- Pineapples produce a protein called bromelain, which can break down other proteins into acids.
- Pineapples can only eat small insects since they are not built to trap larger animals.
- The process of eating insects is very slow so it cannot be compared to actual carnivorous plants.
Pineapples are tropical plants whose fruit, also called a pineapple, is edible. It is a fruit well known and adored all over the world, but many might not know that it is native to South America. Pineapples have been harvested there for many centuries. Another unknown fact about pineapples is that they are carnivorous, meaning that they can eat and digest animal meat.
However, the fact that they can do so does not make them really carnivorous; they will not eat humans. But they can feast on flies and other kinds of smaller insects.
Why Can Pineapples Eat Meat
The reason pineapples are able to eat animal meat is due to an enzyme that can be found on the plant. It is called bromelain, and it is all over the stem, the leaves, and in the pineapple fruit itself. Bromelain is a special kind of protein that can break down other proteins into acids, more precisely animal proteins into amino acids. We call this kind of protein a proteolytic protein. Scientists are still researching this protein, and some believe that it could be used to break down tissue medically.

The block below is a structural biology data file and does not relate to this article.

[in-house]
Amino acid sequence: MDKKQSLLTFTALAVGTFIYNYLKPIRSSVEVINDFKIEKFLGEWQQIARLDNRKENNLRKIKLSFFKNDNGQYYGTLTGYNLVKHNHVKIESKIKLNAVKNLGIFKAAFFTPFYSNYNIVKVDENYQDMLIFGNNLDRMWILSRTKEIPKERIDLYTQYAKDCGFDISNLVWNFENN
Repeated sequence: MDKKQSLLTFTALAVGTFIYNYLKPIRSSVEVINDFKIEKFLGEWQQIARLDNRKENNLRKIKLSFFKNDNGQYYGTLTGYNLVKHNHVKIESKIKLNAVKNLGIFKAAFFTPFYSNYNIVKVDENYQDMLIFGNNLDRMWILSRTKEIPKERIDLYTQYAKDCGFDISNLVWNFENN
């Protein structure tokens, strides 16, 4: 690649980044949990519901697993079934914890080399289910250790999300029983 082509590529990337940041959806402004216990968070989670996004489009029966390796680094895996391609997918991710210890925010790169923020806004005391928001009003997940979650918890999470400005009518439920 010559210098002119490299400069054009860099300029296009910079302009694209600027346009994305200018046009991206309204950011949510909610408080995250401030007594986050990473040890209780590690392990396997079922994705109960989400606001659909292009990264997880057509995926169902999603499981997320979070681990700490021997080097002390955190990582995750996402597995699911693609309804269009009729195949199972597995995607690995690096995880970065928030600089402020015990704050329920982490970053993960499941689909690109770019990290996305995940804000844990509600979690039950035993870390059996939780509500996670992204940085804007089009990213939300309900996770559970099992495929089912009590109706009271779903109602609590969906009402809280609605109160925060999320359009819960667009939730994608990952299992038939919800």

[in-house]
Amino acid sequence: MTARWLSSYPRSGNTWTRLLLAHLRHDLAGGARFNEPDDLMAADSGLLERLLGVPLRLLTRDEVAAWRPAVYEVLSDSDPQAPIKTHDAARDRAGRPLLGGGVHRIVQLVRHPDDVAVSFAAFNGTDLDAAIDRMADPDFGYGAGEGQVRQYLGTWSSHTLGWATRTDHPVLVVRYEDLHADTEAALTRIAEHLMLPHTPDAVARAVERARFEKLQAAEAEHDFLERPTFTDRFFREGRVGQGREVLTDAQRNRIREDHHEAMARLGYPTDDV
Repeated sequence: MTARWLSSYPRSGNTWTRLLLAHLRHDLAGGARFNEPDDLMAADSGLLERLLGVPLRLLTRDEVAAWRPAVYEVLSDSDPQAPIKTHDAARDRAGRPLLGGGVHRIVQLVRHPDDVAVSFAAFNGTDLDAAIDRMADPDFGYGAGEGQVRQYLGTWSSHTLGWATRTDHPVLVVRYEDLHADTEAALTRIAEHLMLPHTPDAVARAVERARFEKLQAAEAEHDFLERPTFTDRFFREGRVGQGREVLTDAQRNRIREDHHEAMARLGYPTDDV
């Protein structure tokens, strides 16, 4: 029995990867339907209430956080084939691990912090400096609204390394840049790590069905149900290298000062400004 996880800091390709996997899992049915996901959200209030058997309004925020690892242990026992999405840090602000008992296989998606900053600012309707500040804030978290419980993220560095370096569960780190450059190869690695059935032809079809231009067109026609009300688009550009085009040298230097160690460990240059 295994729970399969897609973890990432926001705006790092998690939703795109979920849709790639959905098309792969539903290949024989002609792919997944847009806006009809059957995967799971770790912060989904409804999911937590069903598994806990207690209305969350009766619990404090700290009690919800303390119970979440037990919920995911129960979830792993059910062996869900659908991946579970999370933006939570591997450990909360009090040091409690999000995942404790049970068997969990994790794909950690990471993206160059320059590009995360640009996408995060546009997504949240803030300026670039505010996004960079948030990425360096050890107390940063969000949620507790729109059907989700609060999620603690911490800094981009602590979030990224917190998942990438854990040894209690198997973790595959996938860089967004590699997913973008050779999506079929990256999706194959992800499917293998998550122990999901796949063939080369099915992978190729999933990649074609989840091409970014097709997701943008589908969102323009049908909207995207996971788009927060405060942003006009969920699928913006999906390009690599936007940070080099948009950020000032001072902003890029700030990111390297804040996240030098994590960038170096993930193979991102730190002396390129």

Despite being able to eat animals, pineapples are not really designed to do so, so it never happens. First of all, the pineapple plant has no way to trap the animal. Its leaves are designed in a way that allows them to catch water, so sometimes an ant or a fly or a similar small insect can get trapped there. Once trapped, the insects usually start chewing on the leaf to rescue themselves. However, when they chew the leaf, bromelain gets released from the plant to the water that the plant has stored. It dissolves into the water, and then the combination of water and bromelain starts dissolving the trapped animal.
The Process Of Consuming Animals
The animal gets dissolved into amino acids, which are then moved back into the plant together with the water. This process is painfully slow, which is why we cannot consider the pineapple a true carnivorous plant. Real carnivorous plants have much more effective ways of dealing with their prey and do it much faster. The process of turning proteins from animals serves as just that - an extra source of protein. It really cannot be considered a real source of food for them, but it does not require large amounts of energy, so it is convenient.
The animals consumed by pineapples this way can also serve as a source of nitrogen and phosphorus, which can be helpful for pineapple plants in the wild. The ones that are cultivated can get these by being fertilized. An interesting thing to point out is that eating the bromelain with pineapples actually affects humans. While eating pineapples, the bromelain breaks down proteins on our tongue, so it feels sore after eating a lot. This occurs only while eating fresh pineapples since the canned ones are heated, and that reduces the bromelain.
That is it when it comes to pineapples' ability to eat animals. It should not be a concern to humans unless we eat too many fresh pineapples and end up with a sore tongue.